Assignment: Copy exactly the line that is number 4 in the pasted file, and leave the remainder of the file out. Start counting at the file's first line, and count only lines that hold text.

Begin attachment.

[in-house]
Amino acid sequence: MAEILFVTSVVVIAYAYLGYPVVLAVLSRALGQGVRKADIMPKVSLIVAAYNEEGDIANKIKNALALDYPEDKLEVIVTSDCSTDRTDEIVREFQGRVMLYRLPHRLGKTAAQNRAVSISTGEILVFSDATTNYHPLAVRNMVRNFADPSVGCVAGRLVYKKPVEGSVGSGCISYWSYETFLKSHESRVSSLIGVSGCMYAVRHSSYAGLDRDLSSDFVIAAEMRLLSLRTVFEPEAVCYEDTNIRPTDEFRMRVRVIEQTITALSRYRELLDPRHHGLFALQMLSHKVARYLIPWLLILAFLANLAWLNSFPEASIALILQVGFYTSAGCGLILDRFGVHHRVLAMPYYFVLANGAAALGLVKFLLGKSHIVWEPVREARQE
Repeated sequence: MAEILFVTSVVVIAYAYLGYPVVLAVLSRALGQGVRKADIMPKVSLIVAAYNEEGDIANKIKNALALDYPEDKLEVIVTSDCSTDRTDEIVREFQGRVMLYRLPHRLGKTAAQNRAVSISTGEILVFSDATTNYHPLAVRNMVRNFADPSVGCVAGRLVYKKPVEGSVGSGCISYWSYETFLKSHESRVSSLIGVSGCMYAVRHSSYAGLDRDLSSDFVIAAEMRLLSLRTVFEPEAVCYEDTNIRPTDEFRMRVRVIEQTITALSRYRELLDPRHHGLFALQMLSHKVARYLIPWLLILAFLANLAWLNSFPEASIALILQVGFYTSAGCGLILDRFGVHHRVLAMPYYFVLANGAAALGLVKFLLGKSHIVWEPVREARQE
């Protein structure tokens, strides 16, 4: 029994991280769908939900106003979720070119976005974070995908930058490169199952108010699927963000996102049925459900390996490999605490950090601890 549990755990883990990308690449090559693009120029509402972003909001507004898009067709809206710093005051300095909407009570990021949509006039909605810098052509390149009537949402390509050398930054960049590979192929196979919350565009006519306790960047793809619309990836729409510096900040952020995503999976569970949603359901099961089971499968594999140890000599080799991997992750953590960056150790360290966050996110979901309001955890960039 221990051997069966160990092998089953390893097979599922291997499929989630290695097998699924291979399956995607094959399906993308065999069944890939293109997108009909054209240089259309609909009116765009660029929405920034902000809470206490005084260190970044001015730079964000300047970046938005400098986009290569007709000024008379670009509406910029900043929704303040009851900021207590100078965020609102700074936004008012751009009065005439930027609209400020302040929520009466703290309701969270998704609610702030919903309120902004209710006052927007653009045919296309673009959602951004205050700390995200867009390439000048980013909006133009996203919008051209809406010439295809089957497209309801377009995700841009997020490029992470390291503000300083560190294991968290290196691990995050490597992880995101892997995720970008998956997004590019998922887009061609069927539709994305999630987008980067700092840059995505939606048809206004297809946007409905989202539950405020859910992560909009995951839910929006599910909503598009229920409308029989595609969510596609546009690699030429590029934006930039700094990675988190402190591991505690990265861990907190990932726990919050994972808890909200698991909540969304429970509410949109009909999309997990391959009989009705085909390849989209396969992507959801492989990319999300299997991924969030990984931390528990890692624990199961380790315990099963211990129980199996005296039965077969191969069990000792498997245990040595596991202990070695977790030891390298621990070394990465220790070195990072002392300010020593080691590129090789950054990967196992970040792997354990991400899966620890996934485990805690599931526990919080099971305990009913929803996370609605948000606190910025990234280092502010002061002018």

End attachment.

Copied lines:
């Protein structure tokens, strides 16, 4: 029994991280769908939900106003979720070119976005974070995908930058490169199952108010699927963000996102049925459900390996490999605490950090601890 549990755990883990990308690449090559693009120029509402972003909001507004898009067709809206710093005051300095909407009570990021949509006039909605810098052509390149009537949402390509050398930054960049590979192929196979919350565009006519306790960047793809619309990836729409510096900040952020995503999976569970949603359901099961089971499968594999140890000599080799991997992750953590960056150790360290966050996110979901309001955890960039 221990051997069966160990092998089953390893097979599922291997499929989630290695097998699924291979399956995607094959399906993308065999069944890939293109997108009909054209240089259309609909009116765009660029929405920034902000809470206490005084260190970044001015730079964000300047970046938005400098986009290569007709000024008379670009509406910029900043929704303040009851900021207590100078965020609102700074936004008012751009009065005439930027609209400020302040929520009466703290309701969270998704609610702030919903309120902004209710006052927007653009045919296309673009959602951004205050700390995200867009390439000048980013909006133009996203919008051209809406010439295809089957497209309801377009995700841009997020490029992470390291503000300083560190294991968290290196691990995050490597992880995101892997995720970008998956997004590019998922887009061609069927539709994305999630987008980067700092840059995505939606048809206004297809946007409905989202539950405020859910992560909009995951839910929006599910909503598009229920409308029989595609969510596609546009690699030429590029934006930039700094990675988190402190591991505690990265861990907190990932726990919050994972808890909200698991909540969304429970509410949109009909999309997990391959009989009705085909390849989209396969992507959801492989990319999300299997991924969030990984931390528990890692624990199961380790315990099963211990129980199996005296039965077969191969069990000792498997245990040595596991202990070695977790030891390298621990070394990465220790070195990072002392300010020593080691590129090789950054990967196992970040792997354990991400899966620890996934485990805690599931526990919080099971305990009913929803996370609605948000606190910025990234280092502010002061002018």